Hard Rock Ventures Into Japan with Guitar-Shaped Casino Resort

Hard Rock Japan, the local arm of Florida-based gaming and hospitality company Hard Rock International, presented last week details about its proposed integrated resort in the city of Tomakomai on the island of Hokkaido

Hard Rock International CEO and Chairman Jim Allen offered a glimpse into his company’s World-Class Entertainment Resort concept during the Integrated Resort Showcase that took place on Hokkaido last week.

Among other things, Hard Rock’s Japanese resort would feature a guitar-shaped hotel, a Four Seasons-branded resort, an event venue, Broadway-style theaters, spa and wellness facilities, and 215,000 square feet of retail and fine dining space. The property will also have a casino, although details about it are yet to be released.

Mr. Allen unveiled multiple partnerships his company has secured as part of its bid to enter the Japanese gaming and hospitality market. The executive said last week that Hard Rock has expanded its existing deal with the New York Yankees to bring the NYY Steak and overall New York Yankee experience to its proposed Japanese destination resort.

The Florida-based business has also partnered HPL Hotel and Resorts to open a Four Seasons resort as part of the larger property.

Entertainment options at the Hard Rock resort would include a Rock’n’roll Hall of Fame that will aim to praise and popularize the musical accomplishments of Japanese, Asian, and global artists. Hard Rock has also joined forces with Nederlander Worldwide Entertainment to bring premier Broadway Theater experience to Hokkaido.

In addition, the recently revealed design of Hard Rock’s Japanese resort featured an “authentic Ainu village experience, designed to help raise awareness for the local indigenous Ainu people.”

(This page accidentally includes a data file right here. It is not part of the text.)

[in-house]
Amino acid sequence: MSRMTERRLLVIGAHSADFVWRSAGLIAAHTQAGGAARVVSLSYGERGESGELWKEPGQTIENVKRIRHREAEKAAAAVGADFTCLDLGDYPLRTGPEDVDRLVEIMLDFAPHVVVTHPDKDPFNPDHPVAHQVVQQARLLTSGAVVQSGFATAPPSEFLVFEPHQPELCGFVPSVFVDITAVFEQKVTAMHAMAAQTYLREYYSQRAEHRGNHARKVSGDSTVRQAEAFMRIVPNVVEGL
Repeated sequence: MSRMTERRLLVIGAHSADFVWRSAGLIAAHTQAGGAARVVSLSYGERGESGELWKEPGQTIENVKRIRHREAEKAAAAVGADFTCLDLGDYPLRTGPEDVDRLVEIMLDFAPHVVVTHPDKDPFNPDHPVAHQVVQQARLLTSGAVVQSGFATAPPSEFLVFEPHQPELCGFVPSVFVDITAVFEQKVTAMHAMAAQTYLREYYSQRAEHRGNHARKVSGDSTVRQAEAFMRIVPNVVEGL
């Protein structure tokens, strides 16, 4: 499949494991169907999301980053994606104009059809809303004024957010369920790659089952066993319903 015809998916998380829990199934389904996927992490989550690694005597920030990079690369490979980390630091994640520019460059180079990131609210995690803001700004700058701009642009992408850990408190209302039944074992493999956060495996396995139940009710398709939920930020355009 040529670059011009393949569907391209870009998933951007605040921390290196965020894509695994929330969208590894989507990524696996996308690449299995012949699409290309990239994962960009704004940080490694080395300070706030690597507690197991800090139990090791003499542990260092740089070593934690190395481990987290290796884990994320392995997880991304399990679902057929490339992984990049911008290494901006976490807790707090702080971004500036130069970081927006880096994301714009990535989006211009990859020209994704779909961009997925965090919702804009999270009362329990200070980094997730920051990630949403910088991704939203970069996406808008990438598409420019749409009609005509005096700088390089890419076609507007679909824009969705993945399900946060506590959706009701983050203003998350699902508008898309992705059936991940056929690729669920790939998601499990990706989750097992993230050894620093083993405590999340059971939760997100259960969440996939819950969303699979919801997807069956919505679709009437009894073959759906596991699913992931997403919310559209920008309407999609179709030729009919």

<h2>Hard Rock’s Japanese Bid</h2>

Hard Rock is one of many major gambling and hospitality companies that have expressed interest in operating an integrated resort in Japan. The country legalized casino gambling not long ago, but is yet to open the bidding process for the three available gaming licenses.

Interested operators will be able to open casinos within larger integrated resorts. Under Japan’s recently adopted gambling laws, the gaming facilities will be allowed to occupy no more than 3% of the total area of the larger properties they will be part of.

The bidding process for the casino licenses is expected to be opened by the end of the year. Hard Rock will compete with the likes of MGM Resorts International, Las Vegas Sands, Caesars Entertainment Corp., and Genting Group for coveted permission to venture into Japan’s nascent casino market.

Commenting on their plans, Mr. Allen said last week that they are extremely excited “about the prospect of introducing [their] Hard Rock family to the people of Hokkaido,” and that their planned resort would not only bring economic benefits but will also “act as a gateway” to Japan’s “wonderful heritage” and all it has to offer.

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